Archive for February 2009

“The Gospel and the Poor”

February 27, 2009

Evangelism? Social ministry? Or, both/and? It’s a question, and a tension, that many Christians and churches struggle with.

In a paper entitled The Gospel and the Poor, Tim Keller, pastor of Redeemer Presbyterian Church in New York City, helped me think through the relationship between evangelism and social ministry and how to balance them at the home and local church level.

It is a great paper that has alot of information, Scripture and insight in it for all who are committed to sharing Christ in word and in deed.  Pastor Keller also makes reference to and much use of Jonathan Edwards’ discourse, “Christian Charity”, a paper I intend to read later this week.

About half-way through the paper, after speaking about the validity and value of social ministry, Keller asks the question: “But what about the relationship of ministry to the poor to the ministry of evangelism and the preaching of the Gospel?” His answer is that:

  1. Evangelism is distinct
  2. Evangelism is more basic than ministry to the poor
  3. But ministry to the poor is inseparably connected to evangelism
  4. Inseparable does not mean a rigid, temporal order

Included among the many things said in the paper’s summary, Pastor Keller says,

Jesus calls Christians to be ‘witnesses,’ to evangelize others, but also to be deeply concerned for the poor. He calls His disciples both to ‘gospel-messaging’ (urging everyone to believe the Gospel) and to ‘gospel-neighboring’ (sacrificially meeting the needs of those around them whether they believe or not! The two absolutely go together … theologically … (and) practically.”

This is a great paper for all who are concerned not only about evangelism, but also for ministry to the poor, needy and marginalized.

You can read all of The Gospel and the Poor here.

***********************************

“For even the Son of Man did not come to be served, but to serve, and to give His life a ransom for many.”  (Mark 10:45)

Advertisements

Four Plain Answers And A Fit Lodging

February 25, 2009

There were two particular statements in Robert Traill’s fourth of six sermons on Galatians 2:21 that stood out to me this afternoon as I was reading it.

The first statement comes after Traill warns against doctrines that “perplex” and complicate the grace of God.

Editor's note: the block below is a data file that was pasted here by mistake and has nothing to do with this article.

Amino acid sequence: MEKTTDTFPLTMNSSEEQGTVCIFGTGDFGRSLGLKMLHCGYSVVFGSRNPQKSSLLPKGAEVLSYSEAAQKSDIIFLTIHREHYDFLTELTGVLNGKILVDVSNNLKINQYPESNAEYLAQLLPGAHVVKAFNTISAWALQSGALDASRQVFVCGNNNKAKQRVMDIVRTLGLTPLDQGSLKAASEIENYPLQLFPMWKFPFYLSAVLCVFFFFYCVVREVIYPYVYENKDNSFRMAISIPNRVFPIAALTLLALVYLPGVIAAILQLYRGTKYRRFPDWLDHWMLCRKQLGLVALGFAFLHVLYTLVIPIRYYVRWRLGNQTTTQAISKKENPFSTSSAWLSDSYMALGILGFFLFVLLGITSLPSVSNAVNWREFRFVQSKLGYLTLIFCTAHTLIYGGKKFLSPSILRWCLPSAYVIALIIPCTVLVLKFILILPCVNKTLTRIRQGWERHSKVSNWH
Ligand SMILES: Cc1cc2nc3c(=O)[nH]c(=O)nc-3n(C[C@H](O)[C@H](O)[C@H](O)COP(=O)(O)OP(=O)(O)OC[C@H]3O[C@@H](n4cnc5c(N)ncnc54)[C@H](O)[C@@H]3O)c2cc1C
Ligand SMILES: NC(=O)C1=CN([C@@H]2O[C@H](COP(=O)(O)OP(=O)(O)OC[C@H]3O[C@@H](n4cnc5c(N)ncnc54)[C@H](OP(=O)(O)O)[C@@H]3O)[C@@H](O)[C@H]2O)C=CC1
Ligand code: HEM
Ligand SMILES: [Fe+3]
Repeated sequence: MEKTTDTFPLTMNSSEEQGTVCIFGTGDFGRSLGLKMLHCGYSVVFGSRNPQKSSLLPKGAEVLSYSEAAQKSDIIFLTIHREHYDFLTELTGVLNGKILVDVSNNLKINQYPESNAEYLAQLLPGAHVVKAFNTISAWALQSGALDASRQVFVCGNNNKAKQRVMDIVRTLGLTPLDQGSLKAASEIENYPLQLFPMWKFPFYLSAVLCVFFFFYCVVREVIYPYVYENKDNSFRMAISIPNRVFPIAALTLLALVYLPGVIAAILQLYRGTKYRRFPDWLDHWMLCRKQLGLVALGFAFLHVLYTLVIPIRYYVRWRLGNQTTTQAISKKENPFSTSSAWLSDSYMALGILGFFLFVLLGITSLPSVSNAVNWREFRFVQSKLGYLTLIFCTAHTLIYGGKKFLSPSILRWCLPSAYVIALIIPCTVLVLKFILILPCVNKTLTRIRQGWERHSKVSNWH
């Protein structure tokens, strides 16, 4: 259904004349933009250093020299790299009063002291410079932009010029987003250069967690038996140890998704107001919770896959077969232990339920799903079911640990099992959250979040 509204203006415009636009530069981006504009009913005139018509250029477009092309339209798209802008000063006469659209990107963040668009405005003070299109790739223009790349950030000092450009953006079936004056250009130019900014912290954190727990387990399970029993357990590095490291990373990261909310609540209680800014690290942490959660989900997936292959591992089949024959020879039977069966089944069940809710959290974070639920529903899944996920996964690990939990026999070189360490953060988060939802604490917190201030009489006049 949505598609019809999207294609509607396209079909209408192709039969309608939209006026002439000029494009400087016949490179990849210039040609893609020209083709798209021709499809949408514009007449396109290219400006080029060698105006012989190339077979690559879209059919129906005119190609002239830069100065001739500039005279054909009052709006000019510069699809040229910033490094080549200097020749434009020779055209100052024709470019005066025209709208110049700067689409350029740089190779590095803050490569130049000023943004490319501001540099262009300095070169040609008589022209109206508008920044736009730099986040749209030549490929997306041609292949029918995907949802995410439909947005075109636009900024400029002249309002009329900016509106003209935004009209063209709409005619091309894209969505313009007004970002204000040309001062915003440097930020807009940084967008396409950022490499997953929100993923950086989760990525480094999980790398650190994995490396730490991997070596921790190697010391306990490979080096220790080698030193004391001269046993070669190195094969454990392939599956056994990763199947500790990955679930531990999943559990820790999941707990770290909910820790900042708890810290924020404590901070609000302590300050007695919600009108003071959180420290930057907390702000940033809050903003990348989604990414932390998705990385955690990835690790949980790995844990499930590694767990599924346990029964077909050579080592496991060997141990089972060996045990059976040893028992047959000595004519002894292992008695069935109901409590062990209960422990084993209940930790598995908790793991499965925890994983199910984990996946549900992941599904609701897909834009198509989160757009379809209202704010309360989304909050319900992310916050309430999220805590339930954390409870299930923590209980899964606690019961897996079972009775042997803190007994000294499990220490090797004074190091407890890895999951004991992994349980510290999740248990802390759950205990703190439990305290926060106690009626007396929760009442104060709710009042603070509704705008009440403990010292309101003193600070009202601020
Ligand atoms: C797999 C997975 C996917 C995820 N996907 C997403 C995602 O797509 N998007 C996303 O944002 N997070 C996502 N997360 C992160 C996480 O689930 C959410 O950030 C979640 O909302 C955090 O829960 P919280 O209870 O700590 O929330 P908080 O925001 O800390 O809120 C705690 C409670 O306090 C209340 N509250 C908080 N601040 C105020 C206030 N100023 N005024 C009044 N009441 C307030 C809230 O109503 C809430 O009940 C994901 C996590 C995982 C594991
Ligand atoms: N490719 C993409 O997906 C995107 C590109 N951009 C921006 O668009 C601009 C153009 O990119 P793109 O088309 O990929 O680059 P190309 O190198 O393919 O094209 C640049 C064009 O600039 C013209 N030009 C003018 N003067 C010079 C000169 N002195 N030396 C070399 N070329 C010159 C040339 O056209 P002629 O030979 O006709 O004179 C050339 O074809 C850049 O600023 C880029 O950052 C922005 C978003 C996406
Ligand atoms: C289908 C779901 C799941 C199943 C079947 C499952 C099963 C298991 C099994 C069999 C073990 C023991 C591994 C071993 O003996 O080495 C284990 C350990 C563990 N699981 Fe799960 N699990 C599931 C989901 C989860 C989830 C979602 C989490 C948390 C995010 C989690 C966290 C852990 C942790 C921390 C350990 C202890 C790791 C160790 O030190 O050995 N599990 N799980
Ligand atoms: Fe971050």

There are four questions, that must always be preserved plain; plainly delivered, and plainly known by all good men: – 1st, What is that righteousness by which a sinner can stand safe before God? The plain answer to it is, That it is the righteousness of Christ only. 2dly, How come we by this righteousness? The gospel answer is, By grace alone; it is given us as a free gift, we do not buy it. 3dly, How are we possessed of this righteousness? By faith alone; there is no putting on this raiment but by faith alone. 4thly, What warrant hath a man to believe on Jesus Christ? The plain gospel answer is, Only the promise of the gospel.”

Then, after telling of Noah and his family’s deliverance through the flood by means of the Ark, Traill says,

…we are told that God hath already prepared an ark, His own Son, who was hewed and framed by the justice of God, that he might be made a fit lodging for poor sinners.”

***********************************

Tell it simply and tell it often: Salvation for the forgiveness of sin, eternal life, God’s righteousness, and right standing before Holy God is found only in His Son, the Lord Jesus Christ.

Robert Traill, 1642-1716, was a Scottish Presbyterian pastor, preacher and reformer.

Wheel Of Fortune? Or, He’s Got The Whole World In His Hands?

February 24, 2009

Institutes 1.16.1 – 1.16.3

In Chapter 16 of The Institutes, Calvin begins venturing into the subject of God’s providence. The question is begged: Does the Lord providentially oversee all of creation and life, or, is creation and life simply subject to fortune and fortuitous causes?

Calvin spends 1.16.1 – 1.16.3 addressing the subject of creation and argues strongly for the providence of the LORD over everything.

Some “represent God as a momentary Creator”, who, after completing His creation, simply left it to be “sustained by the energy divinely infused into” it. Those who hold to this perspective may perceive the power of God in creation, and acknowledge His wisdom, power and goodness displayed in the work of His hands, but they stop there.

According to Calvin, faith must penetrate deeper.

After learning that there is a creator, it must forthwith infer that he is also Govenor and Preserver, and that, not by producing a kind of general motion in the machine of the globe as well as in each of its parts, but by a special providence sustaining, cherishing, superintending, all the things which he has made, to the very minutest, even a sparrow.”

An argument for this is made from Scripture, using the sun as an example of the Lord’s authority over and direction of the created order. Using the biblical accounts of the sun standing still (Joshua 10:13) and its shadow receding (II Kings 21:11), Calvin says that “God declared that the sun does not daily rise and set by a blind instinct of nature, but is governed by Him in its course, that He may renew the remembrance of his paternal love toward us.” (1.16.2)